Plastics Technology

SEP 2018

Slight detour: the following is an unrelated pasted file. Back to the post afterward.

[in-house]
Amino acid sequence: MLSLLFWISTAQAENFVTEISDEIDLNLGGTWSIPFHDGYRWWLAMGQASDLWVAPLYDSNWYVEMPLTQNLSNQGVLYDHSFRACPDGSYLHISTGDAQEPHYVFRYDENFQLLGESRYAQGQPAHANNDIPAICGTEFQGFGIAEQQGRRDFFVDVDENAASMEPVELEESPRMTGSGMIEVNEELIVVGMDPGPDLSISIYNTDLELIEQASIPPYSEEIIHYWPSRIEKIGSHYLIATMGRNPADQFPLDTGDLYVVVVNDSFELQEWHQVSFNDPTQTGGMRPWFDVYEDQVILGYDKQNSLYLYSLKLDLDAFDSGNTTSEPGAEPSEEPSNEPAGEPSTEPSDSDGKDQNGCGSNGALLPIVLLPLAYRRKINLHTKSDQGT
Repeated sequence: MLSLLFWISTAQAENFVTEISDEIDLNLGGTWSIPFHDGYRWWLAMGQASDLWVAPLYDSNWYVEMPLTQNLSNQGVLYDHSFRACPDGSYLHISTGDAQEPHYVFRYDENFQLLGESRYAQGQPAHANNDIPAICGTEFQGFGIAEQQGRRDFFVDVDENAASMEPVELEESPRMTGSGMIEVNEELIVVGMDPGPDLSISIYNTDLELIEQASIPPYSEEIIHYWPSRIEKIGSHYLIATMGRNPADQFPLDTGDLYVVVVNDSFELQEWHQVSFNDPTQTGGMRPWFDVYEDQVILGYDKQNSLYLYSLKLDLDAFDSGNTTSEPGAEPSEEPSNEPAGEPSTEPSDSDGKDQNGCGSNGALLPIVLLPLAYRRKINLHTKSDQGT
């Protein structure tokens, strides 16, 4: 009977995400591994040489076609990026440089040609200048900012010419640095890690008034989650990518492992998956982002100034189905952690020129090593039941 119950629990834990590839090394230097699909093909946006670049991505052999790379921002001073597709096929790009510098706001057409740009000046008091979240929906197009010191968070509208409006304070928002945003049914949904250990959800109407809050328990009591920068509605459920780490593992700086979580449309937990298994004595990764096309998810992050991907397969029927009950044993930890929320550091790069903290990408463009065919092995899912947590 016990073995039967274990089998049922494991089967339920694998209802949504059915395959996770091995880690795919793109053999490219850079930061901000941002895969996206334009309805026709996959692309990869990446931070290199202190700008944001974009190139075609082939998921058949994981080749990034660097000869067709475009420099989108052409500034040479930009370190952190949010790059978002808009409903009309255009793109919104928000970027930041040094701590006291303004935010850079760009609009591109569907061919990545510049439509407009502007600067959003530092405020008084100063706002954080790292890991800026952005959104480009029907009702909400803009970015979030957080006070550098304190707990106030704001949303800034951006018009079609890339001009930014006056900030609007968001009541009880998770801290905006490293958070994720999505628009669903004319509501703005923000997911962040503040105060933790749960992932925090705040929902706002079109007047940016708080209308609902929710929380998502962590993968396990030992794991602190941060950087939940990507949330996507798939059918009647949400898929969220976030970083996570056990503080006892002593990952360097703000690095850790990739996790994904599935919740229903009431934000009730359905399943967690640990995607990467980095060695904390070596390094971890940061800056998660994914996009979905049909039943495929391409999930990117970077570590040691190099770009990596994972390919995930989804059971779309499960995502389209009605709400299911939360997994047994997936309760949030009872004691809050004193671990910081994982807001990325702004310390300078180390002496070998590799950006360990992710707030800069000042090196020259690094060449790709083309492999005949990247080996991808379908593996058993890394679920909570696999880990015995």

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Amcor & Bemis Combine to Form 'Global Leader' in Flexible Packaging Two giants in global production of flexible and rigid plastics packaging have agreed to combine to form an even bigger processor. Amcor Ltd. (amcor.com) of Melbourne, Australia, and Zurich, Switzerland, will acquire Bemis Co. Inc. of Neenah, Wis. (bemis.com), to form a new entity, also to be called Amcor. It will have total sales of around $13 billion, over 250 plants world- wide, and around 50,000 employees. A joint announce- ment said the new firm will be "the global leader" in both flexible packaging and consumer packaging. The "new Amcor" will earn 70% of its revenues from flexible packag- ing. Amcor identified flexible packaging in the Americas as a key growth priority, and this move is a big step in that direction. The merger will add Bemis' leading market positions in North America and Brazil to Amcor's leading positions in Europe, Asia, and Latin America. Double IMD + IML Injection Molding To Be Demonstrated at Fakuma At next month's Fakuma 2018 show in Germany, KraussMaffei (U.S. office in Florence, Ky.; kraussmaffeigroup.us) will demonstrate sophisticated applications for two new all-electric presses. Its highly modular PX series is being expanded at both ends of the size range with the new PX 320 (320 metric tons) and PX 25 (25 m.t.). The larger unit is showing off a new capability developed by Leonhard Kurz in Germany (Kurz Transfer Products is in Charlotte, N.C.; kurzusa.com). Earlier this year, Kurz revealed its patent-pending IMD SI Duo technology at the KraussMaffei Competence Forum at KM's headquarters in Munich. This system allows two independent heat-transfer foils to be transported reel-to-reel through a two-cavity mold. The two in-mold decorating (IMD) films trans- fer the printed decoration to the plastic part under the influence of heat and pres- sure during molding. According to KraussMaffei, IMD options for multicavity molds before now were limited to continuous designs and flat parts. Single-image designs with precise positions reportedly were not possible. Kurz has remedied that with a servo- controlled positioning unit for each IMD film, which is integrated into the PX machine. The system uses sensors beside the films to read registration marks on the films for positioning accuracy within 0.01 mm. At Fakuma, this double-IMD process will be supplemented with in-mold labeling (IML) to produce a 10-in. HMI (human-machine interface) display with integrated electronics, black decorative frame, and scratch- proof coating. A six-axis robot will insert the IML film with printed conductor paths in the stationary mold half. On the moving mold half, two IMD films provide differ- ent single-image decorations for two cavities. One of them has a UV-curable top coat for scratch resistance, which is cured outside the mold. This is followed by a laser station that removes flakes and flash and cuts off the sprue. The IMD cell is a mobile unit that can be rapidly docked to different machines. Meanwhile, KM will also demonstrate at Fakuma its smallest PX model, the new PX 25, in an LSR micromolding application. For this purpose, KM developed a new 12-mm-diam. screw with a spring-loaded check valve. Resin-Drying Icon Charles Sears Dies at 78 Charles Sears, founder and presi- dent of Dri-Air Industries, E. Windsor, Conn., passed away on Aug. 5 after a battle with cancer. He was 78. Sears started Dri-Air in 1985. Before that he worked for Polymer Machinery, Auto- mated Assemblies and Nelmor (AEC). He received his BSME from North- eastern University and MME from RPI. Under his guidance and leadership, Dri-Air quickly became a leading supplier of drying systems. Dri-Air Industries is a family owned and operated company that employs 27. Sears is survived by his wife Esther, who manages accounting for the company; son Jason, who has been with the company 27 years and runs its opera- tions; his wife and their two sons; and daughter Wendy O'Seep, her husband Greg, and their two children. General Polymers to Distribute Lotte Chemical PP Compounds In North America Two-year-old and fast-growing North American resin distributor General Polymers Thermoplastic Materials, Clarkston, Mich. (gp-materials.com), has expanded its portfolio with a new distribution agreement with Lotte Chemical Alabama, Auburn, Ala. (lottechemal.com). Since the startup of its Auburn compounding facility in 2012, South Korea-based Lotte has become a major provider of prime branded PP compounds. These include short- and long-glass- reinforced PP, mineral-reinforced PP, and TPO compounds. The company's Surpran long-glass PP, manufactured via a pultrusion process, includes glass levels from 20% to 60%. 6 SEPTEMBER 2018 Plastics Technology PTonline.com T E C H N O L O G Y A N D I N D U S T R Y N E W S St ar t ing Up

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